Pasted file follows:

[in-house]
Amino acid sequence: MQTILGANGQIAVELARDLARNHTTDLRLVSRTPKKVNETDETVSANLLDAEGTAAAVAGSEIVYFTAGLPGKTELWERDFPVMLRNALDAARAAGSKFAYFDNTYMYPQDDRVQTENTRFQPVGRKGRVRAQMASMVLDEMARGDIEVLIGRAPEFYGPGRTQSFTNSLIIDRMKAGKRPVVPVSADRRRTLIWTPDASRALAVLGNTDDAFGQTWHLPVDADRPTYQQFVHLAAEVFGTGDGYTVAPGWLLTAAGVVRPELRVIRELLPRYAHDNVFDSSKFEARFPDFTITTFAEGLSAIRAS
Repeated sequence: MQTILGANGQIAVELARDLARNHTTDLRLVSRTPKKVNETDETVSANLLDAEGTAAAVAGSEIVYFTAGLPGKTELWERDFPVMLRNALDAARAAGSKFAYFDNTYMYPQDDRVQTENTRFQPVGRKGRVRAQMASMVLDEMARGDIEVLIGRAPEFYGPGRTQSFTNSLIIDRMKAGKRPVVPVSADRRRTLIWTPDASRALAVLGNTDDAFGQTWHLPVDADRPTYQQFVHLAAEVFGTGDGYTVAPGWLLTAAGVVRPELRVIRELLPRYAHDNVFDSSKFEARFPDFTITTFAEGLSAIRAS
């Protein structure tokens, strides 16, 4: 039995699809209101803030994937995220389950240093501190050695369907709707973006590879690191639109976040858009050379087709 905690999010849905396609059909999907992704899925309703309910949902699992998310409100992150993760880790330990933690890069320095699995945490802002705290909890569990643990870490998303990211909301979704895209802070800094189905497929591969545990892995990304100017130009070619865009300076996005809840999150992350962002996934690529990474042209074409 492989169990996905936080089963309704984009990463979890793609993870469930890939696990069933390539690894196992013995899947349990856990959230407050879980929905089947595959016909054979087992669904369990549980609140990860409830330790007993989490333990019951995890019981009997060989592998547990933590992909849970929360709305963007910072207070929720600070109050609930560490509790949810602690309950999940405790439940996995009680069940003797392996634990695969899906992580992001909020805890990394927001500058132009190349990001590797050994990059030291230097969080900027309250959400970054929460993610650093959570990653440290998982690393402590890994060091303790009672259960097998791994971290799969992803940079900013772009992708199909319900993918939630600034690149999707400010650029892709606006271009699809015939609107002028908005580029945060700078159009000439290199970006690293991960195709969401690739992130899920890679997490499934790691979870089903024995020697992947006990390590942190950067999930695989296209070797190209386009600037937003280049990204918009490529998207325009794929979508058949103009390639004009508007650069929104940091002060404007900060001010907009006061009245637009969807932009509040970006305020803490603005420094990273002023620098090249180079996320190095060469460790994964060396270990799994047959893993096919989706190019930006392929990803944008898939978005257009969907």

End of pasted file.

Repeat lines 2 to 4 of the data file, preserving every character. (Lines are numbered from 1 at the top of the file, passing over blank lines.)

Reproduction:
Amino acid sequence: MQTILGANGQIAVELARDLARNHTTDLRLVSRTPKKVNETDETVSANLLDAEGTAAAVAGSEIVYFTAGLPGKTELWERDFPVMLRNALDAARAAGSKFAYFDNTYMYPQDDRVQTENTRFQPVGRKGRVRAQMASMVLDEMARGDIEVLIGRAPEFYGPGRTQSFTNSLIIDRMKAGKRPVVPVSADRRRTLIWTPDASRALAVLGNTDDAFGQTWHLPVDADRPTYQQFVHLAAEVFGTGDGYTVAPGWLLTAAGVVRPELRVIRELLPRYAHDNVFDSSKFEARFPDFTITTFAEGLSAIRAS
Repeated sequence: MQTILGANGQIAVELARDLARNHTTDLRLVSRTPKKVNETDETVSANLLDAEGTAAAVAGSEIVYFTAGLPGKTELWERDFPVMLRNALDAARAAGSKFAYFDNTYMYPQDDRVQTENTRFQPVGRKGRVRAQMASMVLDEMARGDIEVLIGRAPEFYGPGRTQSFTNSLIIDRMKAGKRPVVPVSADRRRTLIWTPDASRALAVLGNTDDAFGQTWHLPVDADRPTYQQFVHLAAEVFGTGDGYTVAPGWLLTAAGVVRPELRVIRELLPRYAHDNVFDSSKFEARFPDFTITTFAEGLSAIRAS
């Protein structure tokens, strides 16, 4: 039995699809209101803030994937995220389950240093501190050695369907709707973006590879690191639109976040858009050379087709 905690999010849905396609059909999907992704899925309703309910949902699992998310409100992150993760880790330990933690890069320095699995945490802002705290909890569990643990870490998303990211909301979704895209802070800094189905497929591969545990892995990304100017130009070619865009300076996005809840999150992350962002996934690529990474042209074409 492989169990996905936080089963309704984009990463979890793609993870469930890939696990069933390539690894196992013995899947349990856990959230407050879980929905089947595959016909054979087992669904369990549980609140990860409830330790007993989490333990019951995890019981009997060989592998547990933590992909849970929360709305963007910072207070929720600070109050609930560490509790949810602690309950999940405790439940996995009680069940003797392996634990695969899906992580992001909020805890990394927001500058132009190349990001590797050994990059030291230097969080900027309250959400970054929460993610650093959570990653440290998982690393402590890994060091303790009672259960097998791994971290799969992803940079900013772009992708199909319900993918939630600034690149999707400010650029892709606006271009699809015939609107002028908005580029945060700078159009000439290199970006690293991960195709969401690739992130899920890679997490499934790691979870089903024995020697992947006990390590942190950067999930695989296209070797190209386009600037937003280049990204918009490529998207325009794929979508058949103009390639004009508007650069929104940091002060404007900060001010907009006061009245637009969807932009509040970006305020803490603005420094990273002023620098090249180079996320190095060469460790994964060396270990799994047959893993096919989706190019930006392929990803944008898939978005257009969907």